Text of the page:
If you ask just about any Meredith student what the school’s biggest tradition is, the response would likely be a near-unanimous cry of “Cornhuskin!” (with the occasional “You just have to experience it!” thrown in, paired with a mischievous smirk at the confusion of any poor freshman that deigns to ask). Meredith prides itself on being a particularly insular “sisterhood,” with the annual traditions being rites of passage for the student body. The excitement leading up to Corn Week is so palpable that it borders on hysteria: all this in anticipation for the myriad of events that make up the week-long bacchanal that is Cornhuskin’. With such features as road signs, a bonfire, hall raids and an after party, it’s easy to see why Corn has become the largest campus event of the year. Although I have only been to one full Cornhuskin’ celebration during my freshman year (Corn was all but canceled my sophomore year due to the Plague), it was easy enough to notice how the entire student body is swept up in it all—whether they wish to be or not.
I admit that when I was an impressionable freshman, the spirit of Corn filled me in the same way that the Holy Spirit imbues a snake-handler at some particularly devout rural Appalachian Churches of God. I was eager to see the dances, competitive hog callin’, apple bobbing and all the quirky facets of this much-loved celebration. However, it became apparent that some traditions were less thought out than others. Hall raids quickly became the bane of my existence, and the amphitheater where the week’s climax occurs is far from accessible. My dear readers, while I understand that hall raids can be an exciting part of Cornhuskin’, running down the halls banging pots and pans while making a racket the Maenads of old would be jealous of is not the most enjoyable experience for residents with sensory issues or any sort of post-traumatic stress. Despite an email being sent out a day in advance, if I wanted to avoid a breakdown in the middle of the night, I would have to evacuate my dorm room and remain safe in the 40-degree weather outside while I waited for the end of the raid like a peasant during a siege. The amphitheater was not much better, as students with any sort of mobility limitations are given the option to brave stairs with an approximate drop of two feet or otherwise be relegated to the spots with the lowest visibility. I myself became very close with a crepe myrtle tree that seemed more eager to see the festivities than I was.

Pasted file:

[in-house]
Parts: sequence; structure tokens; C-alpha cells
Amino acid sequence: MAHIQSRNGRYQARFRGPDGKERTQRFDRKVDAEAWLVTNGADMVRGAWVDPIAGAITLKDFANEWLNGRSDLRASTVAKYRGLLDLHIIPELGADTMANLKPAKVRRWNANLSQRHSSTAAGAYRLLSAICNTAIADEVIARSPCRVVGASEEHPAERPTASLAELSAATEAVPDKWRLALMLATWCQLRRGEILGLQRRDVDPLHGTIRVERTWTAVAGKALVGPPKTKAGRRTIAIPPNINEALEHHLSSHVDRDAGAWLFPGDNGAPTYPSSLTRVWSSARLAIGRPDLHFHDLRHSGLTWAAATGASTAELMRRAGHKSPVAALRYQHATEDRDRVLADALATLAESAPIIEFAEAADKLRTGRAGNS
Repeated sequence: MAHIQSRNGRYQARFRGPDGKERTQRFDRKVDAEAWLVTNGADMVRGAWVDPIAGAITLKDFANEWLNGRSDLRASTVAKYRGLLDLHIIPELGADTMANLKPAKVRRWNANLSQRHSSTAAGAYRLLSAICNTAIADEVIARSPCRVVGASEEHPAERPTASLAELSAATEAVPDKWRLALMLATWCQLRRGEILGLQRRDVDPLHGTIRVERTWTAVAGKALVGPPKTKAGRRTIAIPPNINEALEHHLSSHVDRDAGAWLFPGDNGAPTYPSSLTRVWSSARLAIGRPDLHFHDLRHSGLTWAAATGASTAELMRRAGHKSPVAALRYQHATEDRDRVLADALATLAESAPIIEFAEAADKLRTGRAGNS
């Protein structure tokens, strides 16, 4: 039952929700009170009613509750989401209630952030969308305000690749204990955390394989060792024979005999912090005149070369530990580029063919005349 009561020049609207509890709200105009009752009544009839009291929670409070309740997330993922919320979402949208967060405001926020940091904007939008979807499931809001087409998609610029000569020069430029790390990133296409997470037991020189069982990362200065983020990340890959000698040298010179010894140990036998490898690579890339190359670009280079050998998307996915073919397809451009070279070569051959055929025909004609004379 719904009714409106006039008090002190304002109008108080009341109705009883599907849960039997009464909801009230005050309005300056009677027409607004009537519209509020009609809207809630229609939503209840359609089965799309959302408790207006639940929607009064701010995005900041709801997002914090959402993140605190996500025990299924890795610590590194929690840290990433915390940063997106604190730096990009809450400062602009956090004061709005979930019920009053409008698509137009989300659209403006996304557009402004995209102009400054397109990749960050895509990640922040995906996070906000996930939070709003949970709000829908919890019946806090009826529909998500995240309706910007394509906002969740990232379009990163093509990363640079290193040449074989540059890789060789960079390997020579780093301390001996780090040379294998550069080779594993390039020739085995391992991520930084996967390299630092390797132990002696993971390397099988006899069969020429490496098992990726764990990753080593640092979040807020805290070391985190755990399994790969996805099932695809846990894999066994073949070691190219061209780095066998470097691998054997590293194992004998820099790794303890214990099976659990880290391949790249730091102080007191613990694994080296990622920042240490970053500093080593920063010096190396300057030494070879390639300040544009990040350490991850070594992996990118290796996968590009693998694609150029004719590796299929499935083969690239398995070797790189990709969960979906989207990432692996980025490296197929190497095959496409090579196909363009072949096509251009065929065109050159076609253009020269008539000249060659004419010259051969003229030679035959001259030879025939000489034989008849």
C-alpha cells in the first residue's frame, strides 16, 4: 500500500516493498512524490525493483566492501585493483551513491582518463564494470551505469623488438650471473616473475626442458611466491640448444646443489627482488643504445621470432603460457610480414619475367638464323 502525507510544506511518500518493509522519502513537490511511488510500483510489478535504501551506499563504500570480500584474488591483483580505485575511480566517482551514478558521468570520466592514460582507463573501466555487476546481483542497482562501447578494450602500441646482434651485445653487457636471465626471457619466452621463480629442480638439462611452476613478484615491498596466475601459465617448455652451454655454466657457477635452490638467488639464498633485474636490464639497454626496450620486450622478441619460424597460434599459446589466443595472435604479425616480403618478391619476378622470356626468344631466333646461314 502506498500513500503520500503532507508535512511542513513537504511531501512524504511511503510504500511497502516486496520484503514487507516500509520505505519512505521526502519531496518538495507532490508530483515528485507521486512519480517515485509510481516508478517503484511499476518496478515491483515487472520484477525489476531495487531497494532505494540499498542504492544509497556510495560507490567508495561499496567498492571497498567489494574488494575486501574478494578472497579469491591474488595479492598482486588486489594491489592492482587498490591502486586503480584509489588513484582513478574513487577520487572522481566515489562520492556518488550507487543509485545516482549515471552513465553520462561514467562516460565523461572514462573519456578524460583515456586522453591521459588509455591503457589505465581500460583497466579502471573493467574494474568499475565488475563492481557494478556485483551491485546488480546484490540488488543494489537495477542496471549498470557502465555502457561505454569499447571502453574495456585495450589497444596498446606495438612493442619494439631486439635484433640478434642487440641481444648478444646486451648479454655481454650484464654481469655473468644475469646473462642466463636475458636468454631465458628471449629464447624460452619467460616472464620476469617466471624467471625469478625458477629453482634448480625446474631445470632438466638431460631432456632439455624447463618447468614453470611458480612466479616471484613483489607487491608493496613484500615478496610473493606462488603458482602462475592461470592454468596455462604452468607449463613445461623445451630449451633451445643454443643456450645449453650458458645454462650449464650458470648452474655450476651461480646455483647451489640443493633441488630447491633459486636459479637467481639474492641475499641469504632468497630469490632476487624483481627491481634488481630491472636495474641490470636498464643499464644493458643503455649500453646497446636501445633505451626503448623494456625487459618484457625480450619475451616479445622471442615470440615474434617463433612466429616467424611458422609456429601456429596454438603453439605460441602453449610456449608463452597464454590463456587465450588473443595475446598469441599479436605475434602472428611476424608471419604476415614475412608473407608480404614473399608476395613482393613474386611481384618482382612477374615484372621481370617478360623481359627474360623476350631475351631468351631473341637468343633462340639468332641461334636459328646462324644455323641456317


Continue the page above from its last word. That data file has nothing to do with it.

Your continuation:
Overall, my point is that while Meredith traditions are an integral part of student life here, there are many students who are unable to participate, knowing that some events pose a threat to their wellbeing and others have been planned with little regard for their needs. If hall raids were to occur earlier, when students could find refuge somewhere else on campus (such as BDH or the Cate Center), hall raids would be less of an issue for students with sensory concerns while remaining fun for the people who wish to continue the tradition. The performances in the amphitheater would be enjoyed much more if accessibility was taken into consideration (a ramp is not that hard to construct, and the recent renovations to the Meredith Lake prove that cost is not an issue). Cornhuskin’ is a fun and memorable experience for so many Meredith students, and it is a shame that members of the student body are unable to participate due to a lack of oversight and consideration by the school itself.
A very tired junior